Global Trends in the Silver Market

Mon, 10/21/2013 - 11:25

Classified by chemists as both a transitional metal and a precious metal, silver has many uses. It is the best electrical and thermal conductor among all metals, which makes it very effective in electrical applications. Silver’s properties are expected to secure long term silver demand, even if some industries and sectors have decreased their use of this metal due to structural or economic reasons. For example, photographic film manufacturers – which demand very high purity silver – have decreased their participation in the silver market due to the increasing digitalization of video and photography. However, silver is being increasingly required for the fabrication of photovoltaic cells, an end use that could become an important source of demand for the precious metal in the future.

As the most plentiful among the precious metals - a group that also includes platinum, rhodium, palladium, iridium and gold – silver is also the cheapest. Because of demand resulting from its industrial uses, the silver price is more volatile than that of gold. On average, a 1% change in the gold price is matched by a 1.75% change in silver, both upwards and downwards. Moreover, silver’s low recycling rate and the fact that it is often mined as a by product make supply of this metal less responsive to market demand, thus giving silver a benchmark value that could become a safety net for investors in the case of a dramatic fall in metal prices.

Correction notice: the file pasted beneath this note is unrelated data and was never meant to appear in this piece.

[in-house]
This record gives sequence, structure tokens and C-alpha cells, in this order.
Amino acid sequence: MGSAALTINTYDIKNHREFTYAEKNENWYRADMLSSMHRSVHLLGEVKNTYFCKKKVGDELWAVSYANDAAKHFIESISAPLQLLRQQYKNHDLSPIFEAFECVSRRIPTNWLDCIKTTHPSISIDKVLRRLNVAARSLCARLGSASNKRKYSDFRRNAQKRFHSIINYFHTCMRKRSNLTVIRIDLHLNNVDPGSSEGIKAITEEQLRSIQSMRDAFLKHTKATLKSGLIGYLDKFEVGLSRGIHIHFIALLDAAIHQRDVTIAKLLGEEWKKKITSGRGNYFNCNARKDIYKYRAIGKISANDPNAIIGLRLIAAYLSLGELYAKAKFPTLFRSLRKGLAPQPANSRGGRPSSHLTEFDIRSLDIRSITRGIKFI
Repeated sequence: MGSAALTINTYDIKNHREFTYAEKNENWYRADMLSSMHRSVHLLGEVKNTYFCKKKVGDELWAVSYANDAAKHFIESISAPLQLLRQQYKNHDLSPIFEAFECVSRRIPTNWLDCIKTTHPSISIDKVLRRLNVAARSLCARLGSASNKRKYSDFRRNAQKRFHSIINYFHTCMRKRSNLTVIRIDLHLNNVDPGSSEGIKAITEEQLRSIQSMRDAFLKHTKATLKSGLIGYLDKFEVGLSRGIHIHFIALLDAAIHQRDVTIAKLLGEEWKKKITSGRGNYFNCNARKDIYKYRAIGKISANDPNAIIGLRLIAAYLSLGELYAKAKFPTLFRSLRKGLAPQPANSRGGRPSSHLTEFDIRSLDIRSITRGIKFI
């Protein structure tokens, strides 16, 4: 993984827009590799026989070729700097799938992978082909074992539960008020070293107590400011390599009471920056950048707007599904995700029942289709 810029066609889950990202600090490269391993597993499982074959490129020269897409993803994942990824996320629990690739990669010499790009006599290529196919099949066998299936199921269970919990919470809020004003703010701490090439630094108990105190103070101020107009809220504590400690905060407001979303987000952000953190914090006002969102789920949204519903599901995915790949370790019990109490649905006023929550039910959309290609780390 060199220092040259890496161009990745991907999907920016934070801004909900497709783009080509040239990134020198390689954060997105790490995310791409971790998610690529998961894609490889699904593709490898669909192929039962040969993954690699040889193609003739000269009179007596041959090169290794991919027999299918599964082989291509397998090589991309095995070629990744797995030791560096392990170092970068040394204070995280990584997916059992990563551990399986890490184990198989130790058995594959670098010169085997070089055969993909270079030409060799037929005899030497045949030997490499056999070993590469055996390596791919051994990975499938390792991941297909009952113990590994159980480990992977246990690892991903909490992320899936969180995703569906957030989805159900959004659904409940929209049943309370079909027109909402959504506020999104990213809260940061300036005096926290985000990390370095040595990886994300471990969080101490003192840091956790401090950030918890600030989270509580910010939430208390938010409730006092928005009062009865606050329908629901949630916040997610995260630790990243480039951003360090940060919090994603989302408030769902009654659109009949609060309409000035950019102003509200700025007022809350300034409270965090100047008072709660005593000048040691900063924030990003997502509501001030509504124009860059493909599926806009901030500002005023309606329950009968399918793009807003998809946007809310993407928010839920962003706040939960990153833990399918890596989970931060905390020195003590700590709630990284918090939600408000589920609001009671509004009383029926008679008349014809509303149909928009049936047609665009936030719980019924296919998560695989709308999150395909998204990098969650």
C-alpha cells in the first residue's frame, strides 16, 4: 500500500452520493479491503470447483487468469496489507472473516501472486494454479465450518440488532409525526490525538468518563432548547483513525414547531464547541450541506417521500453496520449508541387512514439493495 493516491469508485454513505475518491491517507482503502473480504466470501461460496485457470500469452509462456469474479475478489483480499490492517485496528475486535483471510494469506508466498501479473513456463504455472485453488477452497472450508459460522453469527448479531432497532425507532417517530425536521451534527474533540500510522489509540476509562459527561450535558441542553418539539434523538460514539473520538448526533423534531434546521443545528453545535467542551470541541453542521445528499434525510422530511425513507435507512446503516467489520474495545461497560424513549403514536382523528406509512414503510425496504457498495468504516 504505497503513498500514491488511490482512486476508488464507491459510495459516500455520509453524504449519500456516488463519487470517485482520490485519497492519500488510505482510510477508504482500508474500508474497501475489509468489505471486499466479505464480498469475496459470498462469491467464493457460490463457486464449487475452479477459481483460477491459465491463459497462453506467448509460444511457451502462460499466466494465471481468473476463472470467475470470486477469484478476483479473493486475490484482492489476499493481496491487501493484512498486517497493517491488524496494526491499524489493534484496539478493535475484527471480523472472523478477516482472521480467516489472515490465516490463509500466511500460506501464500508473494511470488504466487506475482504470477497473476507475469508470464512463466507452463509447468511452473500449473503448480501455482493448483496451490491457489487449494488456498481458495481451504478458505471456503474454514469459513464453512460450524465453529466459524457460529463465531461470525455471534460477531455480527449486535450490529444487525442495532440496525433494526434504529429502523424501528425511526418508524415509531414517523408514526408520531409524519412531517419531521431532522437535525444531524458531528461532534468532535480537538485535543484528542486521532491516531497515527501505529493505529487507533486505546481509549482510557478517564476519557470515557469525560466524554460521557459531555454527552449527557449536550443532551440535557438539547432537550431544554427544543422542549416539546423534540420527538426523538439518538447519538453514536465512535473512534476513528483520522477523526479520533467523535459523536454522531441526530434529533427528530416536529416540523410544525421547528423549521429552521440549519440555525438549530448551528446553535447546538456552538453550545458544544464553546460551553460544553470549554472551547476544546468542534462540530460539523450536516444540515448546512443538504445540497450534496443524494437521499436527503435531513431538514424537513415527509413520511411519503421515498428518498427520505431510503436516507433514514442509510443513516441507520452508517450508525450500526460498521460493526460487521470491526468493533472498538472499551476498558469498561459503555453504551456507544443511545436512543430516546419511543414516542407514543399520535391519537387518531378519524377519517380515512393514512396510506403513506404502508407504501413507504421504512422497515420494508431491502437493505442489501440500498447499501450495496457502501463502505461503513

The price of silver came close to its historical nominal high in 2011, but has since fallen sharply. Then shown early signs of recovery. The World Silver Survey 2013 places the average price of silver in 2011 at US$35.12 per ounce, and at US$31.15 in 2012. This is a year-on-year decrease of over 11%. The daily high of US$37.23 for 2012 is also substantially lower than the 2011 high of US$48.70. Furthermore, the London Bullion Market – where silver is predominantly traded - calculates an average silver price of only US$25.14 for the first eight months of 2013, with a partial high of US$31.11 during January and a partial low of US$19.71 for July. If prices remain at these levels, the industry could be looking at a 19% decrease in silver prices between 2012 and 2013. Additionally, while the price of silver has trailed down, its volatility has also diminished. Its average fluctuation ratio stood at 34% in 2012, versus 64% in 2011. Overall volatility during 2012 was 29%, in comparison to 61% the previous year.

Total silver supply rose by 0.9% in 2012, amounting to 1,048.3 million ounces. Mine production was the biggest component of this growth, with a reported 4% increase. This growth countered decreased supply from other sources. For example, net government sales experienced a dramatic fall of 38% and registered a 15-year low. The secondary production of silver – the recovery and recycling of old silver scrap – also fell slightly by 1.6%. World silver mining production has reported sustained growth since 2003, with Latin America as the main driver of this increase. However, the production of silver as a by-product has increased as a share of total silver production, thanks to the sharp increase in all metal prices throughout the past years. Only 28% of the silver mined in 2012 was obtained from primary silver deposits, while 39% of this metal was mined with base metals lead and zinc. Copper and gold mining are also significant sources of silver, with a respective participation of 20% and 13% of total silver mining production.